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Converation about Walter Rauschenbusch


David Evans is a brilliant emerging theologian, African American, currently working with the Mennonite Central Committee and soon to begin PhD work in American religious history. He and I had lunch recently and talked about Walter and the social gospel, Anabaptism, civil religion, and other topics. He sent me this reflection after our most recent lunch which I thought was worth sharing. He gave me permission to post it here. If you’d like to email him for further dialogue, his email is . – Brian

I really appreciate the perspective you bring to the table when talking about the problem with contemporary evangelical theology- namely that the totality of it is the doctrine of substitutionary atonement. In my view, your emphasis on the kingdom is right on. I think this is one of the reasons I was attracted to Anabaptism. Something seemed incomplete about the gospel I had heard, the one about Jesus and me. What about everyone else? What about everything else? Had God created the whole world and everything in it only to love and care for me and possibly some of my friends? I digress…

The point is that I found in Anabaptism a Kingdom ethic that made much more sense to me. One writer, Robert Friedman, put it this way, “Is the Gospel to be understood through Paul or is Paul to be understood through the Gospel?” I think that what he was trying to say is the same point you were making, substitutionary atonement (along with other doctrines of atonement) is one major component of the larger vision of the Kingdom. In other words, if you “seek first the Kingdom and its righteousness all these things will be added as well.”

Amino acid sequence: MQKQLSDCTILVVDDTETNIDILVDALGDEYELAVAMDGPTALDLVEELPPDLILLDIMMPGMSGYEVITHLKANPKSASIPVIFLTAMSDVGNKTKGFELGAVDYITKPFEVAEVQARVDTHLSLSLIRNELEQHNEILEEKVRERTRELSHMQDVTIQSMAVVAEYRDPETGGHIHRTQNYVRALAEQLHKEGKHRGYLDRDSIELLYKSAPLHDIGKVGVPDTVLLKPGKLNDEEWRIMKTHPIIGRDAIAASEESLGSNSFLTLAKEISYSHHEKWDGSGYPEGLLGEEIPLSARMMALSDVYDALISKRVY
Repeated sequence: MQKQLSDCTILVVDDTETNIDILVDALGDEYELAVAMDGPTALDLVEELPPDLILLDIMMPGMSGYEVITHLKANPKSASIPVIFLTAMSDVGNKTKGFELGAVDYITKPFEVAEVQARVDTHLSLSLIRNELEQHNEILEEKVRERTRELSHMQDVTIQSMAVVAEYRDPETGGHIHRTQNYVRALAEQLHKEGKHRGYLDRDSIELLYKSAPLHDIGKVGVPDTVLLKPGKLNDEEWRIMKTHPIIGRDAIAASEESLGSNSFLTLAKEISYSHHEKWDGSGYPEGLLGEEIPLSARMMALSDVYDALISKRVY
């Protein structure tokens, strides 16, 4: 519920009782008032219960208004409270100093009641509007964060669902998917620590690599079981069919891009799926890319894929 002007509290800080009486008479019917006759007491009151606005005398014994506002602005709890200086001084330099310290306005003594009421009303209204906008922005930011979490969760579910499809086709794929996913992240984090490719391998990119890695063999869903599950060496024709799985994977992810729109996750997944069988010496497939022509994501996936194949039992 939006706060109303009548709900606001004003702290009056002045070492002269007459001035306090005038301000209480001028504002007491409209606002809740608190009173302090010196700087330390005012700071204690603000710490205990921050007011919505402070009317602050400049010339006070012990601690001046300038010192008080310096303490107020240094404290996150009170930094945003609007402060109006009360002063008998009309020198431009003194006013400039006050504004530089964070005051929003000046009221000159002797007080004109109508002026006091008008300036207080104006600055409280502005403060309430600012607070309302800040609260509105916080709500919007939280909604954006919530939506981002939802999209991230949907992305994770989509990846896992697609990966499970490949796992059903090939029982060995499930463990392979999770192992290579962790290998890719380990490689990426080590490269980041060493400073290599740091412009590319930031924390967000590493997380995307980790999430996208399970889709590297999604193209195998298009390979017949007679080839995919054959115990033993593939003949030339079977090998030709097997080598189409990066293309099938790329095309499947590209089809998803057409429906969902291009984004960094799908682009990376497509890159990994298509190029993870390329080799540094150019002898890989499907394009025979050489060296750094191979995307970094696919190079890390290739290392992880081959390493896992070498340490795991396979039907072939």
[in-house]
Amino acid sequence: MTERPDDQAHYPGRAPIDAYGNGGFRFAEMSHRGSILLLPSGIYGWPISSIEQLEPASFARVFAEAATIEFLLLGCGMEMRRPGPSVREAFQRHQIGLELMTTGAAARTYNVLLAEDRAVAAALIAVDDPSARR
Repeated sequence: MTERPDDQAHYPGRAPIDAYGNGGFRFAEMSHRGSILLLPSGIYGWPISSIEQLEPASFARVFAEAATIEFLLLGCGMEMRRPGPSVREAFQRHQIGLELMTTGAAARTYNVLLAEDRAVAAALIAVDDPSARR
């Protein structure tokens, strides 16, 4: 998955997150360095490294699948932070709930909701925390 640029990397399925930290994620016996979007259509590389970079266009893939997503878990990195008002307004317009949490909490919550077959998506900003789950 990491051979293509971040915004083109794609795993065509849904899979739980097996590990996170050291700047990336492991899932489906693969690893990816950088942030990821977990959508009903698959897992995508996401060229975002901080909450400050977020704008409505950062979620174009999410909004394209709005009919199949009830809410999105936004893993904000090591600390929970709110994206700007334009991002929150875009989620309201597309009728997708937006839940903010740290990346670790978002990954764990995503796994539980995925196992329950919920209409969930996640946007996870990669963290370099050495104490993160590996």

This is why I love Walter Rauschenbusch. He seemed to really understand what was at stake. The vision he articulated in his Theology of the Social Gospel was on target because he saw the division that had taken place with regard to social and personal faith. He attempted to dispel the myth that the two were opposed to each other.

I think your interpretation of what went wrong was perhaps the first compromise of American Evangelicalism, though I would say that it happened long before Rauschenbusch. Mark Noll chronicles the problem of civil religion in America’s God. Though Christendom was over, North American Christians could not conceive of a Christian church that did not exist to further the goals of the state. Countless books have been written on this theme, Christian America by Robert Handy is the classic text. I contend that the spirit of evangelicalism is compromised when it capitulates to the goals of the state (what else would an Anabaptist say).

All of the evangelical heroes that I hold dear had the same problem; they were nationalistic evangelicals. Donald Dayton’s book Discovering an Evangelical Heritage tells the story of evangelicals who could not be Christians without seeking after social justice. Charles Finney and the post-millenialists are the greatest example of this. Here we have a group of nineteenth century Christians who put their lives on the line to abolish slavery even to the point where Finney would not extend the Lord’s Supper to slave holders. The problem with this (in my view) is that they were not as interested in freeing slaves as they were in cleansing the Promised Land they called America. All of their hopes were not based in the sovereign love and compassion of God. Their hopes were too mixed up with love of country.

The legacy of God’s promises to Israel being reinvented as God’s promises for the “New World” go back to the Puritans and have been called upon in every period of American History. War history makes this point most obvious when one notes that every war, revolutionary, civil, even the “war on terror” has been described with apocalyptic language straight out of the book of Revelation.